Prince Carl Philip and Bocuse d'Or

Prince Carl Philip with Johan Salestam on the left and Tommy Myllymäki on the right. Photo: Anders Örnevall.

Prince Carl Philip is patron of the Swedish Bocuse d'Or Academy and a few weeks ago he visited Restaurangakademien to find out how the preparations are going.  
Bocuse d'Orexternal link began in 1987 and has swiftly grown into one of the world's foremost cuisine contests. In the space of just a few hours, chefs from all over the world are tasked with creating a fish dish and a meat dish from scratch, using a given set of raw ingredients. Twenty-four chefs from as many countries have qualified to compete. Sweden is represented by Tommy Myllymäki, who was Chef of the Year in 2007. The next competition will take place on 25-26 January in Lyon, and Prince Carl Philip will be there to cheer on Sweden. Prior to his trip, Prince Carl Philip spoke about his meeting with Tommy Myllymäki.

Your Royal Highness, is there a connection between your interest in food and your interest in design?
"Partly, it's often said that you eat with your eyes as much as with your mouth. Both presentation and trimmings are important and they are of course related to design. I think cuisine is exciting. And to now get the chance to be involved and watch these gifted chefs in training is inspirational. Tommy Myllymäki trains using Swedish raw ingredients, but in the contest itself it is the competition officials who decide on the raw ingredients. The competition is a superb way of marketing Swedish food and Swedish cuisine. Then of course my interest in gastronomy is linked to my interest in agriculture. Agriculture is after all the very basis of most of our food, then comes the preparation and finally design plays a part when the food is presented. So yes, it's all connected," replies the Prince.

Your Royal Highness was with Tommy Myllymäki during a training session a few weeks ago. Tell us about it!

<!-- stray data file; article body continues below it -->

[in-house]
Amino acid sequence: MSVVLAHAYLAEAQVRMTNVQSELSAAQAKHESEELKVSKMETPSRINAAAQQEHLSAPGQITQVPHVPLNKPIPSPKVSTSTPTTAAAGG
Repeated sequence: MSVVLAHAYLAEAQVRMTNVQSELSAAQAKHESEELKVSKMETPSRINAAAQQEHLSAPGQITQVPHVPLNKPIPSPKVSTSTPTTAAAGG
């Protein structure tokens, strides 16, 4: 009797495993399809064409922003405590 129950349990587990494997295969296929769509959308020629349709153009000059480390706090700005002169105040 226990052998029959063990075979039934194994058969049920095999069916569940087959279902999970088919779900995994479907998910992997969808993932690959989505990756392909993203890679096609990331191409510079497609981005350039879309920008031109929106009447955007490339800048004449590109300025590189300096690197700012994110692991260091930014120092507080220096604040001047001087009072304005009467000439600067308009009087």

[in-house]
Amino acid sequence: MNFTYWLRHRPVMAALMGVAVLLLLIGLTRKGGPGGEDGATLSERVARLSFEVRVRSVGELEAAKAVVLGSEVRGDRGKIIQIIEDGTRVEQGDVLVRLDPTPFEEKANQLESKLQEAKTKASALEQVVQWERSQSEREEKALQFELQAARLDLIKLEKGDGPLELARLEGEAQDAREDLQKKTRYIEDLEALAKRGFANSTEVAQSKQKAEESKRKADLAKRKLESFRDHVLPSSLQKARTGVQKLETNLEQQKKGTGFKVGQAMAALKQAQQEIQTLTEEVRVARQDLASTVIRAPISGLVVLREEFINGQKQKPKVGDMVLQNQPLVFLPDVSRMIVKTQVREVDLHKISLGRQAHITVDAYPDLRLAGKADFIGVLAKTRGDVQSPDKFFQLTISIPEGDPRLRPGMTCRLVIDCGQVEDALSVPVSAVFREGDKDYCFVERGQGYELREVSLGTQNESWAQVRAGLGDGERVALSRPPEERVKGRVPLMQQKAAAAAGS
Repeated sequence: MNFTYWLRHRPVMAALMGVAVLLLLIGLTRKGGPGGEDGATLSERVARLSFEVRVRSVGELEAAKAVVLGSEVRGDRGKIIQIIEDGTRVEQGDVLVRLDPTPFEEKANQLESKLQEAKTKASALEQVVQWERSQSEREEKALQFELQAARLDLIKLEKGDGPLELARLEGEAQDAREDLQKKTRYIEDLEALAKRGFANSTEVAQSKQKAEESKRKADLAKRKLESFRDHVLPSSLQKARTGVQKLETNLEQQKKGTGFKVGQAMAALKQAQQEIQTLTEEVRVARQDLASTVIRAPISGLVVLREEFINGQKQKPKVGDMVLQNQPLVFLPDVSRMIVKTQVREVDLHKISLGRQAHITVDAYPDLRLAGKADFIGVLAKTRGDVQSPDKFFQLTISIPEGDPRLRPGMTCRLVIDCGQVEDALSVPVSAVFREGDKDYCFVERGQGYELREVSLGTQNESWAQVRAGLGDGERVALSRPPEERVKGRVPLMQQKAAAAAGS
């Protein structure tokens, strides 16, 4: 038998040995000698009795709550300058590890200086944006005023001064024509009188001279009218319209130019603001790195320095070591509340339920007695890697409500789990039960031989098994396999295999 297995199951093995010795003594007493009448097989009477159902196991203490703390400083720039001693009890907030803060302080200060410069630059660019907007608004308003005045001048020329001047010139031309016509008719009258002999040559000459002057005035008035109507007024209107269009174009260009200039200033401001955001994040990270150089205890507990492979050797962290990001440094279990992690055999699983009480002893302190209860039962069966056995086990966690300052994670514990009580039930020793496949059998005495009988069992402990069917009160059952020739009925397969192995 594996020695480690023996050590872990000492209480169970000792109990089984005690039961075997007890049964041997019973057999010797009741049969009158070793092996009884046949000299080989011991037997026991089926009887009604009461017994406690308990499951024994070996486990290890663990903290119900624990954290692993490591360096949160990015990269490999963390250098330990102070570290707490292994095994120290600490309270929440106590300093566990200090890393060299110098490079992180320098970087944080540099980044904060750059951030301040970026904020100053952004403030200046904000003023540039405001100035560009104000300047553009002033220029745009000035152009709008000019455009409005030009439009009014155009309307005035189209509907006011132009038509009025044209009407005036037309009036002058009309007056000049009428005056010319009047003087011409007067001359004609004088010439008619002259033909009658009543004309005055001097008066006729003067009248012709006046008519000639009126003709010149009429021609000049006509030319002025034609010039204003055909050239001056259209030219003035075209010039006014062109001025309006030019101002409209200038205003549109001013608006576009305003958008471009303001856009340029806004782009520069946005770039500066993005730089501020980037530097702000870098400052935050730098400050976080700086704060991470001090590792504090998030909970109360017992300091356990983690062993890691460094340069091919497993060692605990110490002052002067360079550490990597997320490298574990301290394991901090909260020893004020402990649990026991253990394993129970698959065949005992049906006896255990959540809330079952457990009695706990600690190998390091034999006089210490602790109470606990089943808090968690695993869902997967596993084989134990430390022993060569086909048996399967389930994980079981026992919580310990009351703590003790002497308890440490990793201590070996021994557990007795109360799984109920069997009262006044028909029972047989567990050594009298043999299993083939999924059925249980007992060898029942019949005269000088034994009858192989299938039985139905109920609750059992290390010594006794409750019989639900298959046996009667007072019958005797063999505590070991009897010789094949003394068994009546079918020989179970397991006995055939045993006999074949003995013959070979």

"I was at Restaurangakademin and had the opportunity to try out Tommy's competition entry, and Tommy told me how he has been preparing. He also explained how the competition works and how they plan. The difference between this and other cuisine contests is that this is an individual competition. Tommy is allowed one assistant, Johan Salestam, during the contest. I met both Tommy and Johan, as well as the others accompanying them on the trip to Lyon. The main ingredients for the 2011 contest are monkfish and lamb."

What will Your Royal Highness do down in Lyon during the competition?
"It'll be exciting to be there, it's not like other competitions I've attended. But the contest is as audience-friendly as any other World Championship. There'll be an audience of several thousand all cheering on their chefs. And there'll also be a food fair going on in the adjacent hall, where they're expecting 30-40,000 visitors.  Hopefully I can lend some moral support at the competition and visit the Swedish stand at the fair as well."

Does Your Royal Highness cook?
"I do some cooking, nothing to write home about but I am trying to improve. I guess it's another interest I've inherited from my father; we have a shared interest in food."

What did Your Royal Highness think of food as a child?
"I enjoyed food then as well, I liked most things. Although I expect my mother thought I was pickier about food than I remember," adds The Prince with a smile.